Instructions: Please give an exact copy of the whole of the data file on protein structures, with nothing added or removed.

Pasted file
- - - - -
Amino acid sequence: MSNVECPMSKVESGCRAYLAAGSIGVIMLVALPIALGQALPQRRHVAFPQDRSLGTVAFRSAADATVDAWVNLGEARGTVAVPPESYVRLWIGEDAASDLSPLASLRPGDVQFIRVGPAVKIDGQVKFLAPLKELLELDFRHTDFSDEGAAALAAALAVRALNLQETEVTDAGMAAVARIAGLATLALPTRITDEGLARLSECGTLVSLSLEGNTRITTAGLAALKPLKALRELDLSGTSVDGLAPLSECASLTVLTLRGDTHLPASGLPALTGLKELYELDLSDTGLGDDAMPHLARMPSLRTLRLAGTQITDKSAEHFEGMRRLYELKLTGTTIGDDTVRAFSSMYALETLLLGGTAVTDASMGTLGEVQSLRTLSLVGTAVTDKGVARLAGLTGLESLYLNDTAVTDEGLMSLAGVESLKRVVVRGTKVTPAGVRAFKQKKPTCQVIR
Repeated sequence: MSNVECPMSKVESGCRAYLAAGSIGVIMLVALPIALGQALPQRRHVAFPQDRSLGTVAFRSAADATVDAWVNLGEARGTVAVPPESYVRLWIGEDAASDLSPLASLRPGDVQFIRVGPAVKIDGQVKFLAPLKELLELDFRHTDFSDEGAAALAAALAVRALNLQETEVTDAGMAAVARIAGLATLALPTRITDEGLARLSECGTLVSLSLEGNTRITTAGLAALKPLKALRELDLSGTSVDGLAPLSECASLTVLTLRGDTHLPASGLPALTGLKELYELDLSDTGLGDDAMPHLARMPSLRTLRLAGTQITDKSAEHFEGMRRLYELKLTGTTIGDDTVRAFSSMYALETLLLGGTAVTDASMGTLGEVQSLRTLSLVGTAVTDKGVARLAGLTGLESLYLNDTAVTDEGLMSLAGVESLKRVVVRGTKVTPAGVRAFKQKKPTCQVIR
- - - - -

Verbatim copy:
Amino acid sequence: MSNVECPMSKVESGCRAYLAAGSIGVIMLVALPIALGQALPQRRHVAFPQDRSLGTVAFRSAADATVDAWVNLGEARGTVAVPPESYVRLWIGEDAASDLSPLASLRPGDVQFIRVGPAVKIDGQVKFLAPLKELLELDFRHTDFSDEGAAALAAALAVRALNLQETEVTDAGMAAVARIAGLATLALPTRITDEGLARLSECGTLVSLSLEGNTRITTAGLAALKPLKALRELDLSGTSVDGLAPLSECASLTVLTLRGDTHLPASGLPALTGLKELYELDLSDTGLGDDAMPHLARMPSLRTLRLAGTQITDKSAEHFEGMRRLYELKLTGTTIGDDTVRAFSSMYALETLLLGGTAVTDASMGTLGEVQSLRTLSLVGTAVTDKGVARLAGLTGLESLYLNDTAVTDEGLMSLAGVESLKRVVVRGTKVTPAGVRAFKQKKPTCQVIR
Repeated sequence: MSNVECPMSKVESGCRAYLAAGSIGVIMLVALPIALGQALPQRRHVAFPQDRSLGTVAFRSAADATVDAWVNLGEARGTVAVPPESYVRLWIGEDAASDLSPLASLRPGDVQFIRVGPAVKIDGQVKFLAPLKELLELDFRHTDFSDEGAAALAAALAVRALNLQETEVTDAGMAAVARIAGLATLALPTRITDEGLARLSECGTLVSLSLEGNTRITTAGLAALKPLKALRELDLSGTSVDGLAPLSECASLTVLTLRGDTHLPASGLPALTGLKELYELDLSDTGLGDDAMPHLARMPSLRTLRLAGTQITDKSAEHFEGMRRLYELKLTGTTIGDDTVRAFSSMYALETLLLGGTAVTDASMGTLGEVQSLRTLSLVGTAVTDKGVARLAGLTGLESLYLNDTAVTDEGLMSLAGVESLKRVVVRGTKVTPAGVRAFKQKKPTCQVIR